Foreign Bribery Suspected


San Jose Mercury News/ MCT

The Microsoft investigation raises questions of what are ethical business pracitces in foreign countries and whether or not Microsoft is guilty.

Liz Berndt, Staff Writer

In mid-March, both the Securities and Exchange Commission and the Department of Justice, under the Foreign Corrupt Practices Act (FCPA), started looking into possible bribes made by Microsoft. These suspicions were first brought to the US well over a year ago when Microsoft was accused of handing out bribes to foreign government officials in return for software contracts. Although this sounds unethical and unfair, Microsoft did take steps to investigate the problem when it first was brought to their attention; they found nothing wrong within their company.

Nevertheless, the government started their own investigation in March. They are particularly concerned with foreign countries, including China, Romania and Italy.

China is a huge market; however, they are also a very cheap market. It is hard to sell something for the same price in China as in the US, making it hard to get profitable contracts. This creates a problem; either Microsoft breaks the law, or they lose money. Big companies make large amounts of money if they sign strong contracts. I would not put it above Microsoft to do everything they could to enter into a good contract.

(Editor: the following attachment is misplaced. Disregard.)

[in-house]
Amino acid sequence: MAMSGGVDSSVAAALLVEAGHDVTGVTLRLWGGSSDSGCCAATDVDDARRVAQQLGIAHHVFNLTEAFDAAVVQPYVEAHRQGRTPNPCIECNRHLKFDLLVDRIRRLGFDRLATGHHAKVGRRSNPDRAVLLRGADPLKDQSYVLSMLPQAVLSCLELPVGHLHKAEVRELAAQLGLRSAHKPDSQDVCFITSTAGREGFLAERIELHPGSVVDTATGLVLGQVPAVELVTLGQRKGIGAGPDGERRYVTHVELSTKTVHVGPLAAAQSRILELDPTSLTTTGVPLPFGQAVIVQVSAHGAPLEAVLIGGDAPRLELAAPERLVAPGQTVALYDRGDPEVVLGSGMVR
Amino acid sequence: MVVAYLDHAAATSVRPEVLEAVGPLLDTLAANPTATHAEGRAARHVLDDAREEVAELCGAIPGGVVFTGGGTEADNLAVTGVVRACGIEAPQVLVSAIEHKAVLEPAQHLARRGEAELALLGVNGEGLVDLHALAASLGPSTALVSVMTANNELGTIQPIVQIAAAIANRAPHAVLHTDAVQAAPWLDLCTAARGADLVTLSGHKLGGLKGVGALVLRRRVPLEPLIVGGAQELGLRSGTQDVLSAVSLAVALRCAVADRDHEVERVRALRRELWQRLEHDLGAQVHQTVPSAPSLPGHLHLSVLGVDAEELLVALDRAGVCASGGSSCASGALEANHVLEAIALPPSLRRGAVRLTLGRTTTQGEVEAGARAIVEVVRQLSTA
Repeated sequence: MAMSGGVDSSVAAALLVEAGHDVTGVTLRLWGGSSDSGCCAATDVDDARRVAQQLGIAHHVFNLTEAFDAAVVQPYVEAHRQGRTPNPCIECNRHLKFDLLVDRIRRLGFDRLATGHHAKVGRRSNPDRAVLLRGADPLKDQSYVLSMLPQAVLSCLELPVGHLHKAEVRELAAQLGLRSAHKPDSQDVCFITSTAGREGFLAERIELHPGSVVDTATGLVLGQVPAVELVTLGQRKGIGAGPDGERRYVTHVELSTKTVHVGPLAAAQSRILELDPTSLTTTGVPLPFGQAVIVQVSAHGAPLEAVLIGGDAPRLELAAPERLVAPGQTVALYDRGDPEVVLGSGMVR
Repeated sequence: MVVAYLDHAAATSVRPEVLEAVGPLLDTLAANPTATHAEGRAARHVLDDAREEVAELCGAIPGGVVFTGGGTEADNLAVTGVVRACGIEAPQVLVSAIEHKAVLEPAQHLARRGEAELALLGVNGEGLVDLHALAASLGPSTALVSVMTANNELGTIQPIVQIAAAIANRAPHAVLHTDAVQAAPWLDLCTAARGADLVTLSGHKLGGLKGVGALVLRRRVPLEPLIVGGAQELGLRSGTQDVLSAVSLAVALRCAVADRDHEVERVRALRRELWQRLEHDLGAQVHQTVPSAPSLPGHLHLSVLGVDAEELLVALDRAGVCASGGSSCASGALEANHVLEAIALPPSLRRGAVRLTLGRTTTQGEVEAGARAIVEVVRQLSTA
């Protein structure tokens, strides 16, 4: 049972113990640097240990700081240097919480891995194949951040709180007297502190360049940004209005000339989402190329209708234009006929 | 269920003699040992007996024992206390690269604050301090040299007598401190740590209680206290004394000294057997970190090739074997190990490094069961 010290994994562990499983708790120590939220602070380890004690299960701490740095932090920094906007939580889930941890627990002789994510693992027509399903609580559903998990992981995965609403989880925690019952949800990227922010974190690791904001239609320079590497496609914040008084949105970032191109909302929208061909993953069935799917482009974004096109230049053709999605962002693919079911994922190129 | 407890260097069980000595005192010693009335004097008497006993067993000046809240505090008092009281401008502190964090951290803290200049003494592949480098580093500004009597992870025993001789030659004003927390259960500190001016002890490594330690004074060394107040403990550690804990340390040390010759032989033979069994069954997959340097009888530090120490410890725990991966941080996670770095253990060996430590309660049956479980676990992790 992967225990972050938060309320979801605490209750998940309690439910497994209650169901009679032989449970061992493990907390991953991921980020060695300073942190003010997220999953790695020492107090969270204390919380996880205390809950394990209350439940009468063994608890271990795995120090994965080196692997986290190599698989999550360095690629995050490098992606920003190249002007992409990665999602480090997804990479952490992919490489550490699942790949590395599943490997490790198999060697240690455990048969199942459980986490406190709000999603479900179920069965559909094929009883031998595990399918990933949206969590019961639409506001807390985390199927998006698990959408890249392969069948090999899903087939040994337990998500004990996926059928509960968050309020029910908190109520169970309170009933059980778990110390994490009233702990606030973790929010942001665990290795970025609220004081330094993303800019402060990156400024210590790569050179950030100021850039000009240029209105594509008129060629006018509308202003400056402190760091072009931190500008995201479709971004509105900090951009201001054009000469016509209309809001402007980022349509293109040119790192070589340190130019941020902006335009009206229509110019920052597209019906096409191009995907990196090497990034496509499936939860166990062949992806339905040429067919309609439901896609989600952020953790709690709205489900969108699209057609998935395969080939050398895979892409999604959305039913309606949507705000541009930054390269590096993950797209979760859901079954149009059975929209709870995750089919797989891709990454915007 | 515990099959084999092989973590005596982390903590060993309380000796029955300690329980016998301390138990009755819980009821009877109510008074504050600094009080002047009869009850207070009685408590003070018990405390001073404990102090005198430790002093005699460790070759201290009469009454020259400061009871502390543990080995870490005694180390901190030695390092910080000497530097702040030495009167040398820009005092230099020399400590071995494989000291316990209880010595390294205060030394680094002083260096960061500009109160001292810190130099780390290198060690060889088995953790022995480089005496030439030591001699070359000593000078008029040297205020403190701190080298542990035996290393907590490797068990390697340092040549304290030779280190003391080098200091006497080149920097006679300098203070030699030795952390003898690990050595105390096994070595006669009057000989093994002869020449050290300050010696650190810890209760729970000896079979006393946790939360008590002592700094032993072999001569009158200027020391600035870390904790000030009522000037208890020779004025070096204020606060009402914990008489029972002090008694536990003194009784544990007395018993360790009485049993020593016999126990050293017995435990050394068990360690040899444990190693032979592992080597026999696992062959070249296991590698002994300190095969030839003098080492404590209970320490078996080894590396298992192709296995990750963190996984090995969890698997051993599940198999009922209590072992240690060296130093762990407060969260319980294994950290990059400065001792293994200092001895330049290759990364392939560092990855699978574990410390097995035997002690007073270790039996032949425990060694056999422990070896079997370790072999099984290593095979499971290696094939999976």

The FCPA only applies to American based companies. This gives these companies a great disadvantage because it hurts their ability to make contracts in countries where bribery, in business deals, is common practice. This being said, huge companies like Microsoft have thousands of employees that could easily violate this law. Not only is it hard to enforce the law throughout the entirety of such a huge company, but it is also easy for headquarters to turn the other way when an employee, or group of employees, has decided to violate the FCPA.

Microsoft has not been accused of any negligence, and has given the government all they found out when they conducted their own survey. However, bribery within tech companies is common, and they could easily have missed a detail or simply glazed over it.

Offering their material to aid in investigation was smart. In the case that Microsoft is found guilty of bribery, which I believe is plausible, their cooperation will help lessen their punishment (usually a large fine). Microsoft seems to be very desperate to show they are not doing anything illegal. They have made it clear that there are over 100 people assigned to monitoring this law, but unfortunately this multi-billion dollar company is too large to completely regulate. The chances of violation of the FCPA, somewhere in the far outreach of their company, are greatly against them.